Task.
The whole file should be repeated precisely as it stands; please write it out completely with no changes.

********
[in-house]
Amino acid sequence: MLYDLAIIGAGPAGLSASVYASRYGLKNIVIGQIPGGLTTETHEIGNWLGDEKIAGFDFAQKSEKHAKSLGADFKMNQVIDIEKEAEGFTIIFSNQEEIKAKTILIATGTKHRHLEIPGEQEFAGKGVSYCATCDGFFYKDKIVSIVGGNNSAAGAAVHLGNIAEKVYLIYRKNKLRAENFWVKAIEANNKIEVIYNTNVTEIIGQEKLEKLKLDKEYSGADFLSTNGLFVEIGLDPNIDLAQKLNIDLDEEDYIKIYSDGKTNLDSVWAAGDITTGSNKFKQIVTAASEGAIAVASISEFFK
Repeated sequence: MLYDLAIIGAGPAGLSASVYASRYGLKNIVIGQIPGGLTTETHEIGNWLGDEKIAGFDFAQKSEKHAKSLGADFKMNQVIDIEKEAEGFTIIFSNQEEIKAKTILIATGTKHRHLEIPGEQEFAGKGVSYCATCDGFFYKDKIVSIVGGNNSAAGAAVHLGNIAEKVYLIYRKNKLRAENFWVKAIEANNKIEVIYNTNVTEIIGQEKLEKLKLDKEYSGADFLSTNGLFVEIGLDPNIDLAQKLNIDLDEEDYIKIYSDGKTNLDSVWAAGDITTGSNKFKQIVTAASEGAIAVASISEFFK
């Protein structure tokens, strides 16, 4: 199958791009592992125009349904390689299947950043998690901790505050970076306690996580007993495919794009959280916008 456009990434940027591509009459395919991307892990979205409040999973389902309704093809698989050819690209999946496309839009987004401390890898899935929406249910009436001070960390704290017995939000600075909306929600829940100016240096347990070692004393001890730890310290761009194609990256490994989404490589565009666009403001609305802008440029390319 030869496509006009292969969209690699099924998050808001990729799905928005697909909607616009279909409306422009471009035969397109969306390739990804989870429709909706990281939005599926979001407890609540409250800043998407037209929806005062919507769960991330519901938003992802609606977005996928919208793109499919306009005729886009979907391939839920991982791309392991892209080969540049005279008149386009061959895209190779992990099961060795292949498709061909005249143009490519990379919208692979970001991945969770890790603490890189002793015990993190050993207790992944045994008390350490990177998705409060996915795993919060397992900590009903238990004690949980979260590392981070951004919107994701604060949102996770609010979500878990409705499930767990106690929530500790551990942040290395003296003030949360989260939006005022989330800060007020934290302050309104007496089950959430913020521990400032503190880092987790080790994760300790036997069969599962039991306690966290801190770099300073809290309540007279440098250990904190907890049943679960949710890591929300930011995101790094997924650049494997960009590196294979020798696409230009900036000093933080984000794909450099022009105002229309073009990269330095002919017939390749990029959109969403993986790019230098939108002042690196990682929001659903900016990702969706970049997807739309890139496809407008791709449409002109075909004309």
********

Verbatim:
[in-house]
Amino acid sequence: MLYDLAIIGAGPAGLSASVYASRYGLKNIVIGQIPGGLTTETHEIGNWLGDEKIAGFDFAQKSEKHAKSLGADFKMNQVIDIEKEAEGFTIIFSNQEEIKAKTILIATGTKHRHLEIPGEQEFAGKGVSYCATCDGFFYKDKIVSIVGGNNSAAGAAVHLGNIAEKVYLIYRKNKLRAENFWVKAIEANNKIEVIYNTNVTEIIGQEKLEKLKLDKEYSGADFLSTNGLFVEIGLDPNIDLAQKLNIDLDEEDYIKIYSDGKTNLDSVWAAGDITTGSNKFKQIVTAASEGAIAVASISEFFK
Repeated sequence: MLYDLAIIGAGPAGLSASVYASRYGLKNIVIGQIPGGLTTETHEIGNWLGDEKIAGFDFAQKSEKHAKSLGADFKMNQVIDIEKEAEGFTIIFSNQEEIKAKTILIATGTKHRHLEIPGEQEFAGKGVSYCATCDGFFYKDKIVSIVGGNNSAAGAAVHLGNIAEKVYLIYRKNKLRAENFWVKAIEANNKIEVIYNTNVTEIIGQEKLEKLKLDKEYSGADFLSTNGLFVEIGLDPNIDLAQKLNIDLDEEDYIKIYSDGKTNLDSVWAAGDITTGSNKFKQIVTAASEGAIAVASISEFFK
């Protein structure tokens, strides 16, 4: 199958791009592992125009349904390689299947950043998690901790505050970076306690996580007993495919794009959280916008 456009990434940027591509009459395919991307892990979205409040999973389902309704093809698989050819690209999946496309839009987004401390890898899935929406249910009436001070960390704290017995939000600075909306929600829940100016240096347990070692004393001890730890310290761009194609990256490994989404490589565009666009403001609305802008440029390319 030869496509006009292969969209690699099924998050808001990729799905928005697909909607616009279909409306422009471009035969397109969306390739990804989870429709909706990281939005599926979001407890609540409250800043998407037209929806005062919507769960991330519901938003992802609606977005996928919208793109499919306009005729886009979907391939839920991982791309392991892209080969540049005279008149386009061959895209190779992990099961060795292949498709061909005249143009490519990379919208692979970001991945969770890790603490890189002793015990993190050993207790992944045994008390350490990177998705409060996915795993919060397992900590009903238990004690949980979260590392981070951004919107994701604060949102996770609010979500878990409705499930767990106690929530500790551990942040290395003296003030949360989260939006005022989330800060007020934290302050309104007496089950959430913020521990400032503190880092987790080790994760300790036997069969599962039991306690966290801190770099300073809290309540007279440098250990904190907890049943679960949710890591929300930011995101790094997924650049494997960009590196294979020798696409230009900036000093933080984000794909450099022009105002229309073009990269330095002919017939390749990029959109969403993986790019230098939108002042690196990682929001659903900016990702969706970049997807739309890139496809407008791709449409002109075909004309």